Fort St. George turned 375 last week. My favourite anecdote about the place has to do with a small but significant event connecting its flagstaff to our freedom struggle.
Today it is a steel replica, but until 1994, what stood here was a teak beam. Rising to a height of 148 feet, it was considered the tallest flag post in the country. Salvaged from a shipwreck in 1687, it was used by Governor Elihu Yale for unfurling the Union Jack the subsequent year. The Indian tricolour was hoisted on it on August 15, 1947.
But that was not the first time the flagstaff had sported the Indian flag. It had done so for a brief while on January 26, 1932, thanks to ‘Arya’ K. Bhashyam, a freedom fighter. This may not be a well-recognised name today, but in his time he was a livewire, organising flash stirs against foreign rule and burning foreign goods in public. In her biography Naan Kanda Bharatham, S. Ambujammal writes that Bhashyam had a Bachelor of Arts Degree from the University of Madras but had become a freedom activist from 1920 or so.
Bhashyam’s activities were not to the liking of his aristocratic family. His uncle was Sir N. Gopalaswami Aiyangar, of the Madras Civil Service, later Dewan of Kashmir, and still later, the Railway Minister of free India. Bhashyam’s brother Sadagopan was a senior officer in the South Indian Railway. Their displeasure, however, had no effect, and on January 26, 1932, he committed an act of unparalleled daring. When it was still dark, Bhashyam climbed the ramparts of Fort St. George, and having shinned his way up the riggings of the flagstaff, managed to reach the top. There, he unfurled the Indian tricolour that he had brought along.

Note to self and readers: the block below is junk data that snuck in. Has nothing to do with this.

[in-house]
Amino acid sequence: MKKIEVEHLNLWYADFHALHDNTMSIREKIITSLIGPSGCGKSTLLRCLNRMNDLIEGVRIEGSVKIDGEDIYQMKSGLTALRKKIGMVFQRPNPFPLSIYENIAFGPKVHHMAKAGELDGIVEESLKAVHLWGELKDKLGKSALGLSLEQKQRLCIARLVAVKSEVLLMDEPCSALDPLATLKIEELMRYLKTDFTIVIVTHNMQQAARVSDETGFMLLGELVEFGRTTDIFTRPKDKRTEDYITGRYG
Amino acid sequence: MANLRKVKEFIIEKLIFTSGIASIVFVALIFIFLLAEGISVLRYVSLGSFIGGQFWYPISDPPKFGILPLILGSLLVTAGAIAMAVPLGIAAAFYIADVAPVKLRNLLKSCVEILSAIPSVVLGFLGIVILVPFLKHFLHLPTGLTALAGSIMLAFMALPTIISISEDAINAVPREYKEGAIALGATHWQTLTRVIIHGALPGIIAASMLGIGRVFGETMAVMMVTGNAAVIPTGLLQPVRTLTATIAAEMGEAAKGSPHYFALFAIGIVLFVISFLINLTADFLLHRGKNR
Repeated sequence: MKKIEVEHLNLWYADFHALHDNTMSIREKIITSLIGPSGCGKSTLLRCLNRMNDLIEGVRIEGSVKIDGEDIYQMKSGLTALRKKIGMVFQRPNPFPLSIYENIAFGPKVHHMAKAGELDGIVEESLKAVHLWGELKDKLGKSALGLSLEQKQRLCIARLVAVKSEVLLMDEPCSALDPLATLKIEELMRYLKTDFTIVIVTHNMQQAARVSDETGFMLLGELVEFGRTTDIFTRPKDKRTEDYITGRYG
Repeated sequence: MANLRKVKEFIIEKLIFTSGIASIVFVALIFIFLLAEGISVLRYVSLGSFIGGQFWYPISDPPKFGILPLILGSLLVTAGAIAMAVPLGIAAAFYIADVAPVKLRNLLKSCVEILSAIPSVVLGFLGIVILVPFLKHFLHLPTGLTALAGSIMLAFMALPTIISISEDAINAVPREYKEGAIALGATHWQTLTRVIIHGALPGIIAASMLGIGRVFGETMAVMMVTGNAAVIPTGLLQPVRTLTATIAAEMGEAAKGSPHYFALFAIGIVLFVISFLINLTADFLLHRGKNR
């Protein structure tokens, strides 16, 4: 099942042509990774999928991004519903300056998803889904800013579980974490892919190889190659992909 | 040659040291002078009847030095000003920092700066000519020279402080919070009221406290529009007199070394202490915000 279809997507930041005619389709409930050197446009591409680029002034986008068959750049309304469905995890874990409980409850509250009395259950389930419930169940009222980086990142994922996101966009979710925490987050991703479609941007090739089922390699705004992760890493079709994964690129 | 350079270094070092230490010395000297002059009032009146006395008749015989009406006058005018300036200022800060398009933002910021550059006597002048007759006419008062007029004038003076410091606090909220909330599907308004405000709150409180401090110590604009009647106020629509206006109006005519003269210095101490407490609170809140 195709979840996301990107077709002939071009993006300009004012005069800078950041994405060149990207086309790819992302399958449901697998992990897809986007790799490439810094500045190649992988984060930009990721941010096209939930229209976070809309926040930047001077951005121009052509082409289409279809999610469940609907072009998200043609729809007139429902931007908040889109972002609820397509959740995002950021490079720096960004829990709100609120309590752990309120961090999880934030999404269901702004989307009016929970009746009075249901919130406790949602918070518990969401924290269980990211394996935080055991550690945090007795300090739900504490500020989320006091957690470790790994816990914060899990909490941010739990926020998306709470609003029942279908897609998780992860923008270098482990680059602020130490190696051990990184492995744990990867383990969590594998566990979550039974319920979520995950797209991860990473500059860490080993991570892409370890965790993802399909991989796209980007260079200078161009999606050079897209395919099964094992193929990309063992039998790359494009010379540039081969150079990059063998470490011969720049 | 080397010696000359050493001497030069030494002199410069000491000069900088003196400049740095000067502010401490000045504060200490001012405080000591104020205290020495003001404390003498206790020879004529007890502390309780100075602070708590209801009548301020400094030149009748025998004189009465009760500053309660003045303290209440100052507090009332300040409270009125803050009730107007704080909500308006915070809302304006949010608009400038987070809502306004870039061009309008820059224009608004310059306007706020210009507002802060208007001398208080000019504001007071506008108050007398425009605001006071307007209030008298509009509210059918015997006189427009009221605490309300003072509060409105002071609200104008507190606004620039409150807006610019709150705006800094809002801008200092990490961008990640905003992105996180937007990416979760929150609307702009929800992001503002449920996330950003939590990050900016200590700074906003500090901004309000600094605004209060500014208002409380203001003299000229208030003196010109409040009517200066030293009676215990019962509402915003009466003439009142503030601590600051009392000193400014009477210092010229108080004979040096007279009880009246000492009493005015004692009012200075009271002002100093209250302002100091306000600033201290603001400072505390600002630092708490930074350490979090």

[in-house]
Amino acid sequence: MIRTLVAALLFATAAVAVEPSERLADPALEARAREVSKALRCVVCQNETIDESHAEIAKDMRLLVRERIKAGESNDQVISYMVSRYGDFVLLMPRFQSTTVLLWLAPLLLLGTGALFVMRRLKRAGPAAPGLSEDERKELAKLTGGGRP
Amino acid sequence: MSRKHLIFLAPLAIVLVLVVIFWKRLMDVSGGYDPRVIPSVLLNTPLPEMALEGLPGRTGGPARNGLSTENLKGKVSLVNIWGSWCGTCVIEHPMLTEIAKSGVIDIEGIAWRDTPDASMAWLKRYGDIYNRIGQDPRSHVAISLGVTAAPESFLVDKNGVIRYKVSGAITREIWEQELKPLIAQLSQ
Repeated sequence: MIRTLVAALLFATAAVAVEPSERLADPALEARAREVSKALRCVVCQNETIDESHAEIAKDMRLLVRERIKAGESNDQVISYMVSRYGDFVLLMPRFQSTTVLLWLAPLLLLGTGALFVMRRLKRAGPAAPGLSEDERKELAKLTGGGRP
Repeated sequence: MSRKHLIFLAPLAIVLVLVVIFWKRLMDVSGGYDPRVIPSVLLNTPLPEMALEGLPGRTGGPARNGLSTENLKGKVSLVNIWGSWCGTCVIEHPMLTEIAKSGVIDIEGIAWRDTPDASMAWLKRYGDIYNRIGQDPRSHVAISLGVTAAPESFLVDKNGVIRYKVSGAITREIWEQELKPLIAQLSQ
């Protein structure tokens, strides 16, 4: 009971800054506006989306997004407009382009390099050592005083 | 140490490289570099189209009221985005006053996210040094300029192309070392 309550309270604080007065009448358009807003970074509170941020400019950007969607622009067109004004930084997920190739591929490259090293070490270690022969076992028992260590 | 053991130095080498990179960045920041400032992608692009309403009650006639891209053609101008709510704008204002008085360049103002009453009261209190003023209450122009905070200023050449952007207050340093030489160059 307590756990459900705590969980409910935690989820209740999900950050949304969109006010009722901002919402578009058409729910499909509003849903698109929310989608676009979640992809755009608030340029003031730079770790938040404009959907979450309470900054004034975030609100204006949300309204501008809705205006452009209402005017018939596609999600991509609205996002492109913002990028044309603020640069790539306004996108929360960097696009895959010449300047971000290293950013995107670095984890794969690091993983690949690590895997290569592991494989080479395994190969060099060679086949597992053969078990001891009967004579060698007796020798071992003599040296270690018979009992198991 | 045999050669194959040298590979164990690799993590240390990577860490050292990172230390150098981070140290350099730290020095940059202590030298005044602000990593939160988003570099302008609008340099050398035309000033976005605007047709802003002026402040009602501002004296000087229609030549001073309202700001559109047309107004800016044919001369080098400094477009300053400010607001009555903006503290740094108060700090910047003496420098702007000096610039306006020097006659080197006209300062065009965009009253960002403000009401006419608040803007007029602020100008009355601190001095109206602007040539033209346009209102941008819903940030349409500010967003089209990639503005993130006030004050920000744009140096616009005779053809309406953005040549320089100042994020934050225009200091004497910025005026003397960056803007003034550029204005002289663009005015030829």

All this activity had not passed unnoticed and a considerable police force had assembled at the base waiting for his descent. Bhashyam made his way down and halfway through, jumped on the policemen thereby injuring a few. In the ensuing scuffle, he also managed to thrash a few of them before being arrested. In court, Bhashyam refused to tender any apology and was sentenced to rigorous imprisonment. It was not the first and it would definitely not be his last tenure as a guest of the State.
Post independence, Bhashyam refused the pension to which he was entitled as a freedom fighter. He eked out a living painting portraits of his idols — Subramania Bharati and Mahatma Gandhi, all of which he signed as Arya. The best-known depiction of the poet, with handlebar moustache and turban, is his. He also sculpted busts and statues of Gandhi and one of these is present at Thakkar Bapa Vidyalaya. His statue of S. Satyamurti stands at Ripon Buildings.
Bhashyam passed away in 1999 at the age of 93. If we had any sense of history, we would have a plaque in his honour next to the flagstaff inside the Fort.This article appeared in The Hindu dated May 2, 2015, under the Hidden Histories column.
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